The Original Dry Bag Steak | Make Artisan Dry Age Steak at Home › Forums › Dry Aging Steak › Dry Aging Steak with UMAi Dry® › aging pork – specifically guanciale, hams, salami
November 29, 2011 at 4:20 am #1308
Several years ago, I cured some pork cheeks into guanciale, which required hanging them for several weeks in open-air, winterlike conditions. This had the exact effect a dry-ager would expect: the meat flavor became stronger, same for the fat, moisture was lost, etc, etc.
Has anyone done this, and would like to comment?
I’ve currently got more ideas than aging volume, but I’ll let you know what I learn.November 29, 2011 at 2:31 pm #5133
I haven’t but ask me in a month and hopefully I’ll have a reference book I can read and then reply. My list from Santa includes the book Charcuterie: The craft of salting, smoking and curing.November 29, 2011 at 6:30 pm #5135
That’s the Ruhlman book. I think you’re going to like it. I’ve got that, and the Grigson book. Both are very helpful.November 29, 2011 at 7:39 pm #5136
so neither book had anything to help you?November 29, 2011 at 7:42 pm #5137
That’s not what I meant to say. But (no surprise) neither one addressed the drybagsteak technique. I don’t think it’d be fair to complain that they didn’t.November 29, 2011 at 8:05 pm #5138
Nor did I mean that they would have addressed Drybags – I just meant I thought they would have discussed that aging, but in such a way that you could adapt it to a Drybag.November 29, 2011 at 11:02 pm #5139
I don’t fully understand the difference between dry-aging with a drybag, and dry-aging with NO bag. I’m committed to the drybag approach – I just ordered enough bags to last me more than a year – but I still don’t understand the science. Moisture barrier, oxygen barrier, gas barrier — I don’t know what the drybag does, but I’ve been pleased with the results.November 30, 2011 at 2:28 am #5140
Dry aging is basically very simple and has been done for years – IMHO what the DrybagSteak product does for me and my wife gives us a safety blanket. What I mean is the material controls the moisture loss and provides a barrier. Most importantly though is the peace of mind to not opening the family refrigerator and seeing a raw piece of meat aging day after day! Most people find the raw meat gross plus most people react to THINKING they are seeing rotting meat which they have been mentally programed all their lives to find revolting! I have a friend who swears the best steak he ever ate was trimmed off a putrid looking carcass hanging in the sun at an outdoor market in Mexico. Just his description of the flies that day about made me toss my cookies, but he swears it was wonderful! OTOH all it was was beef aged more rapidly than how I’d like to control the process.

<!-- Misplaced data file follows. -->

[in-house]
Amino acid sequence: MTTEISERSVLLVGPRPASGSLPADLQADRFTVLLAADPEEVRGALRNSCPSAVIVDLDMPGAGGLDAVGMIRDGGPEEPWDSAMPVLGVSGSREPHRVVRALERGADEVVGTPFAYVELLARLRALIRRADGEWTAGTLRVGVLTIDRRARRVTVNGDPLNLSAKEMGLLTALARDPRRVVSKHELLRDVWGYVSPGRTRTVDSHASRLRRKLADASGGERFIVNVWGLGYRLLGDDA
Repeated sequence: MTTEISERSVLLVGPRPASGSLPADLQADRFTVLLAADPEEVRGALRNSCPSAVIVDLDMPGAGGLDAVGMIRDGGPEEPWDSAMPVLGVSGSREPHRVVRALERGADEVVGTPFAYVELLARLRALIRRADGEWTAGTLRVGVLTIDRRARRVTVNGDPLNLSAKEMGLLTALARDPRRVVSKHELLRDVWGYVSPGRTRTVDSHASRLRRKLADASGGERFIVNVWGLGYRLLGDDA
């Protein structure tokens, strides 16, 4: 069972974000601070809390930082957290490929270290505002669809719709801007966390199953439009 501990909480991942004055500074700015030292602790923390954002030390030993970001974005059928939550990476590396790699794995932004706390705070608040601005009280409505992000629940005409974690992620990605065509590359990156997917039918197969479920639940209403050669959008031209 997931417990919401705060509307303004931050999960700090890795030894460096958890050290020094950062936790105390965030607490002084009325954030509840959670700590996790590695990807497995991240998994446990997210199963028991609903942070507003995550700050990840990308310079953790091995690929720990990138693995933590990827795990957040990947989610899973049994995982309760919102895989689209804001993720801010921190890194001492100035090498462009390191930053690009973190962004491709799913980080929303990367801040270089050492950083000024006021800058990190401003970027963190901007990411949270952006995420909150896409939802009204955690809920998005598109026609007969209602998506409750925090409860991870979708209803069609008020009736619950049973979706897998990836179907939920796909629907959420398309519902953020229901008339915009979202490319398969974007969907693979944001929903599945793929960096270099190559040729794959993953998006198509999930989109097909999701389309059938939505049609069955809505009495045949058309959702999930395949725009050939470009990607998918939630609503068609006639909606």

RonNovember 30, 2011 at 3:55 pm #5141Steven AlmasMember
Not being an expert on the subject but understanding the process, if all your trying to do is drive the moisture out of the meat then the drybag will work just fine. Now if “Open air” drying is an essential part of the process (i.e. allow the meat to develop “Good” mold) then I would think the drybag would hinder the process.
The drybag is supposed to allow the moisture pass through the bag but not allow anything to pass back though in the other direction. So mold and bacteria would have a harder time growning in the drybag system. I’d say, invest as little as you can in a test run and see how she goes. That’s just my humble opinion though.November 30, 2011 at 5:39 pm #5142
LOL – good mold huh? Seems like most people here trim back to red when even a Drybag was used so do you really think those same folks will let a piece of raw meat sit in their refrig when covered with mold with little green fingers waving Howdy Ms. Housewife! I don’t think so! :laugh:
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